Users and employees have raised concerns that Elon Musk’s plan to give check marks to those who pay a monthly fee could be misused to sow discord.
The delay was intended to avoid political controversy, one of the people said.
The company made the call after announcing that it would roll out the program to its members who paid the monthly fee.
On Saturday, the company had said in notes accompanying a new update to the Twitter app that the paid verification system was now a feature of the website’s subscription service, Twitter Blue.
“Power to the people,” the announcement said. “Your account will get a blue check mark, just like the celebrities, companies, and politicians you already follow.”
But many Twitter users and employees raised concerns that the new pay-for-play badges could cause confusion ahead of Tuesday’s elections because users could easily create verified accounts — say, posing as President Biden or as lawmakers or news outlets and publishing false information about voting results — which could potentially sow discord.
One of the employees in a social media management team says that Twitter is “making such a risky change” by launching its verification badge before the Nov. 9 midterm elections.
A manager working on the verification badge project responds, saying that the decision has been made to delay the launch until after the elections.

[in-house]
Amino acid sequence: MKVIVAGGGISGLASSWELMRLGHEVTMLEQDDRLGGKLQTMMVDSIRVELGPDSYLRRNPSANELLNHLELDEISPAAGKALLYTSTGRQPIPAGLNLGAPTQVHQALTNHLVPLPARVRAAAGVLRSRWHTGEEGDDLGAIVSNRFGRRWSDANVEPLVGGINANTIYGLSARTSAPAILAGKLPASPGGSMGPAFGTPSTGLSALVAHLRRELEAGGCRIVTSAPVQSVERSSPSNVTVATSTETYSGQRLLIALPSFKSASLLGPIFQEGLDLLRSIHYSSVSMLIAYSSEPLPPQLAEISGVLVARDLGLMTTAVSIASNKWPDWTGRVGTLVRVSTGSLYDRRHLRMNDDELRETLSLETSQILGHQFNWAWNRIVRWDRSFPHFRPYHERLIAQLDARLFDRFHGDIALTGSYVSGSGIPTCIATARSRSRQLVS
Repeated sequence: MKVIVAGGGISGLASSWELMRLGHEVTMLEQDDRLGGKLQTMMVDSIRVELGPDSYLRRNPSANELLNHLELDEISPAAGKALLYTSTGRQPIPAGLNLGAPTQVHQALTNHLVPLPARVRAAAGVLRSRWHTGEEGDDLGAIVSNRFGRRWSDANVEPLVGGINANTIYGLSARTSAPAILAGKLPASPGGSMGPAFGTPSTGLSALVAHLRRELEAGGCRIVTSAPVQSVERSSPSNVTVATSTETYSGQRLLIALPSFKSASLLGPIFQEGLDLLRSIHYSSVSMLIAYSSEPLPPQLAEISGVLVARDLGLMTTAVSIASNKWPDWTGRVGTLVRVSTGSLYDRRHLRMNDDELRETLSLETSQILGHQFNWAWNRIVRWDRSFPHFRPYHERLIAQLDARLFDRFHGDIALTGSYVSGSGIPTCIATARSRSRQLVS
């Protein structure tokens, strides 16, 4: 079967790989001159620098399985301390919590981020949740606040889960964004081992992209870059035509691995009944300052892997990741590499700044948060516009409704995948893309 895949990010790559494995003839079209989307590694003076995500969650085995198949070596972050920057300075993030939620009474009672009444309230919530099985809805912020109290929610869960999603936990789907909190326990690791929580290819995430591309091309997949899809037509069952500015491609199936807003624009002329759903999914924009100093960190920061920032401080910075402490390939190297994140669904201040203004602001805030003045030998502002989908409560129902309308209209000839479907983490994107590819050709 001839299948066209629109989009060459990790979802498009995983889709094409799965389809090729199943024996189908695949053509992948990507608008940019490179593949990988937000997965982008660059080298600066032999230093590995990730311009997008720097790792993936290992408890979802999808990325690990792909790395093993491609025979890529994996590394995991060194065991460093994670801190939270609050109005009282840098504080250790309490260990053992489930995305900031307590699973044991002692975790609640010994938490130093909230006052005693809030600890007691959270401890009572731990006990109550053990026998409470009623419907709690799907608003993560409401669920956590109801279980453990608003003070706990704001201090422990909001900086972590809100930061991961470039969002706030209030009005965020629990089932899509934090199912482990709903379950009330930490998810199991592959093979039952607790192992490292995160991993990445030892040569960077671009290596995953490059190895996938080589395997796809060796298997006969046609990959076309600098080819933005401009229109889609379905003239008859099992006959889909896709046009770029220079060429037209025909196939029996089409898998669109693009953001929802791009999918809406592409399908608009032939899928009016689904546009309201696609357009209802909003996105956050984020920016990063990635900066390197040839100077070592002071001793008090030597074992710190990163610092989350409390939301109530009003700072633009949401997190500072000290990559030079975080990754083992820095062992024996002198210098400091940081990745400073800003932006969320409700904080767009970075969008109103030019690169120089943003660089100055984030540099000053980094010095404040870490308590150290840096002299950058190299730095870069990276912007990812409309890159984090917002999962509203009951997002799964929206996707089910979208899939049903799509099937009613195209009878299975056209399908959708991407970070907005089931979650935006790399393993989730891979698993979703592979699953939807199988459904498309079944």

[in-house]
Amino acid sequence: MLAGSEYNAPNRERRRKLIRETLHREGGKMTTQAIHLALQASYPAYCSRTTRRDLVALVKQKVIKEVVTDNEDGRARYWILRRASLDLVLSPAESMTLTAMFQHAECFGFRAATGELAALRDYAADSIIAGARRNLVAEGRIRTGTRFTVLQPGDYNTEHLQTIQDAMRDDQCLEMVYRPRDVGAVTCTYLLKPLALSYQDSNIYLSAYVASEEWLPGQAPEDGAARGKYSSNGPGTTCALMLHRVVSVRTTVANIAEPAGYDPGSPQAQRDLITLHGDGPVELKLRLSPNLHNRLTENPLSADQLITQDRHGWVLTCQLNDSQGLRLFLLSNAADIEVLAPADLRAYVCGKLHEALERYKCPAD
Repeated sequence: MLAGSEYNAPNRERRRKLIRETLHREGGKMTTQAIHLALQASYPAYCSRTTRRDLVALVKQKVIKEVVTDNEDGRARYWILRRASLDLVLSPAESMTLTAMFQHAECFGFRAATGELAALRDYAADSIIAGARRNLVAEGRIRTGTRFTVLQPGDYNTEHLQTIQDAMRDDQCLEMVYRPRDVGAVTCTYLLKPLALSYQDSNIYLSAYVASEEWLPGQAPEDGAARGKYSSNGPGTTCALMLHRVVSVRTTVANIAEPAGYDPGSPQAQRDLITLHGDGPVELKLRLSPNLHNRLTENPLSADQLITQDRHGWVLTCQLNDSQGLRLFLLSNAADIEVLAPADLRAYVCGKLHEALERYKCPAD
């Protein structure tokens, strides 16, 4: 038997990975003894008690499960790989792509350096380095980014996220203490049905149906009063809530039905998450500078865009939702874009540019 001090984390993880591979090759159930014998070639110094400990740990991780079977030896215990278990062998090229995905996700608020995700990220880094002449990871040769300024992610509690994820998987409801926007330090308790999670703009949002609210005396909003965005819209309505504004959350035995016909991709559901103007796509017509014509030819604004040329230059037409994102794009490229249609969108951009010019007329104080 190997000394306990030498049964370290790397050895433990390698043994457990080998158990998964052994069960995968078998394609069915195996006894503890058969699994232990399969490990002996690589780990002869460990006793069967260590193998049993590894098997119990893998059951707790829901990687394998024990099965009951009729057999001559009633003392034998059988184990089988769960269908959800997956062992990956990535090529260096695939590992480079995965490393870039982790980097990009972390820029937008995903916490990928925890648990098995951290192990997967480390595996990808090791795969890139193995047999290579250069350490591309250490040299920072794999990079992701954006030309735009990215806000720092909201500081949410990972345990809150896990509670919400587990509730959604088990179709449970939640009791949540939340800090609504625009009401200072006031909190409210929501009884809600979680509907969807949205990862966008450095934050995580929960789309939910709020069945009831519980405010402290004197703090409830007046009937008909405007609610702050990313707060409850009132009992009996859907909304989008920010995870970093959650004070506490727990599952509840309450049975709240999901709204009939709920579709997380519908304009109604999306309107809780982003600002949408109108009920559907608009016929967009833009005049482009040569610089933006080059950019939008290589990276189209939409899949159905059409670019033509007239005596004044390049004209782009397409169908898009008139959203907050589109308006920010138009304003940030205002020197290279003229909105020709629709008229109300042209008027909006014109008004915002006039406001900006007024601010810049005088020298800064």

Twitter has laid off its communications team, and there have been many rumors about how Twitter might respond to its user complaints. We don’t know yet what the company’s response will be.
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November 9th is the day immediately following the Tuesday election. Many races are still undecided.
On Friday, Elon Musk laid off about half of Twitter’s employees. That’s about 3,700 jobs.
He said at the time that he had no choice but to make the cuts because the company was losing $4 million a day.
Mr. Musk and his advisers have been talking about ways to get more money out of Twitter. They’ve discussed ways to get users to pay more for products on Twitter.
In addition to the check mark program, they have talked about adding paid direct messages — which would let users send private messages to high-profile users — to the service, as well as “paywalled” videos, which would mean that certain videos could not be viewed unless users paid a fee.
They have also discussed reviving Vine, a once one-time short-form video platform.